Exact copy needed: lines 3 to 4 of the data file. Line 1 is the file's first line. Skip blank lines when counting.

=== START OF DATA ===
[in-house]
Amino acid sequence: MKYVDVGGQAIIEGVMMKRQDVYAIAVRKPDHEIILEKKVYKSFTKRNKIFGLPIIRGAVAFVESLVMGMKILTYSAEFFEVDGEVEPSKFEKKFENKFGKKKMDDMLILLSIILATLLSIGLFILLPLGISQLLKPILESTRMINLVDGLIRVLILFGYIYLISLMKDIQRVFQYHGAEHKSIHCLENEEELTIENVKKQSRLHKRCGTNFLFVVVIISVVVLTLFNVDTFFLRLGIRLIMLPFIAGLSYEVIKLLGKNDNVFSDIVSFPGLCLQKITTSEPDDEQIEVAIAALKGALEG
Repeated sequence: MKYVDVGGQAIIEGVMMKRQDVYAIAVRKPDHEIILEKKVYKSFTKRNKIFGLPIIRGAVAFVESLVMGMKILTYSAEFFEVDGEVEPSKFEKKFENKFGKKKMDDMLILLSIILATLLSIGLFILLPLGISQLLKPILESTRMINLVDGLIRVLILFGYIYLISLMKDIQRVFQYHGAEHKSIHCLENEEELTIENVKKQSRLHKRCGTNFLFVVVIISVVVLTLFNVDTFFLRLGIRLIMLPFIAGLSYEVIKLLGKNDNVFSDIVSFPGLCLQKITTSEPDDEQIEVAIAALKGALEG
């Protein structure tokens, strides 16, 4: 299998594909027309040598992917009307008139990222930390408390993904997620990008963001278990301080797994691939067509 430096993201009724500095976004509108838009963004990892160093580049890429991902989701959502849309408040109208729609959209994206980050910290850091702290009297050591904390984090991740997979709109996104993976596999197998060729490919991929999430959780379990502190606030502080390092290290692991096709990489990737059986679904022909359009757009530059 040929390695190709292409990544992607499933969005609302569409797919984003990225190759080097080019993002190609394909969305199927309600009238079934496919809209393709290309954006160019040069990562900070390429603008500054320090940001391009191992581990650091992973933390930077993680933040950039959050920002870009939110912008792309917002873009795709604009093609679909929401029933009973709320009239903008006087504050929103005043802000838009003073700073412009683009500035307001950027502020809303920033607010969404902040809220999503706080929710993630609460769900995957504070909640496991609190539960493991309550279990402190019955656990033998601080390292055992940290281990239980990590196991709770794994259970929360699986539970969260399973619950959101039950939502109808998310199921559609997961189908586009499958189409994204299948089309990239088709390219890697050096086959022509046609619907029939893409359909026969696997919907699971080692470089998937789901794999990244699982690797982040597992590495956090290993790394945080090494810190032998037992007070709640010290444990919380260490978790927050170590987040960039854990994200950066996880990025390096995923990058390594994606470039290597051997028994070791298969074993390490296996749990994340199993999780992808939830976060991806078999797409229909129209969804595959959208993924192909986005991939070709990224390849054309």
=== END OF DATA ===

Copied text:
Repeated sequence: MKYVDVGGQAIIEGVMMKRQDVYAIAVRKPDHEIILEKKVYKSFTKRNKIFGLPIIRGAVAFVESLVMGMKILTYSAEFFEVDGEVEPSKFEKKFENKFGKKKMDDMLILLSIILATLLSIGLFILLPLGISQLLKPILESTRMINLVDGLIRVLILFGYIYLISLMKDIQRVFQYHGAEHKSIHCLENEEELTIENVKKQSRLHKRCGTNFLFVVVIISVVVLTLFNVDTFFLRLGIRLIMLPFIAGLSYEVIKLLGKNDNVFSDIVSFPGLCLQKITTSEPDDEQIEVAIAALKGALEG
């Protein structure tokens, strides 16, 4: 299998594909027309040598992917009307008139990222930390408390993904997620990008963001278990301080797994691939067509 430096993201009724500095976004509108838009963004990892160093580049890429991902989701959502849309408040109208729609959209994206980050910290850091702290009297050591904390984090991740997979709109996104993976596999197998060729490919991929999430959780379990502190606030502080390092290290692991096709990489990737059986679904022909359009757009530059 040929390695190709292409990544992607499933969005609302569409797919984003990225190759080097080019993002190609394909969305199927309600009238079934496919809209393709290309954006160019040069990562900070390429603008500054320090940001391009191992581990650091992973933390930077993680933040950039959050920002870009939110912008792309917002873009795709604009093609679909929401029933009973709320009239903008006087504050929103005043802000838009003073700073412009683009500035307001950027502020809303920033607010969404902040809220999503706080929710993630609460769900995957504070909640496991609190539960493991309550279990402190019955656990033998601080390292055992940290281990239980990590196991709770794994259970929360699986539970969260399973619950959101039950939502109808998310199921559609997961189908586009499958189409994204299948089309990239088709390219890697050096086959022509046609619907029939893409359909026969696997919907699971080692470089998937789901794999990244699982690797982040597992590495956090290993790394945080090494810190032998037992007070709640010290444990919380260490978790927050170590987040960039854990994200950066996880990025390096995923990058390594994606470039290597051997028994070791298969074993390490296996749990994340199993999780992808939830976060991806078999797409229909129209969804595959959208993924192909986005991939070709990224390849054309």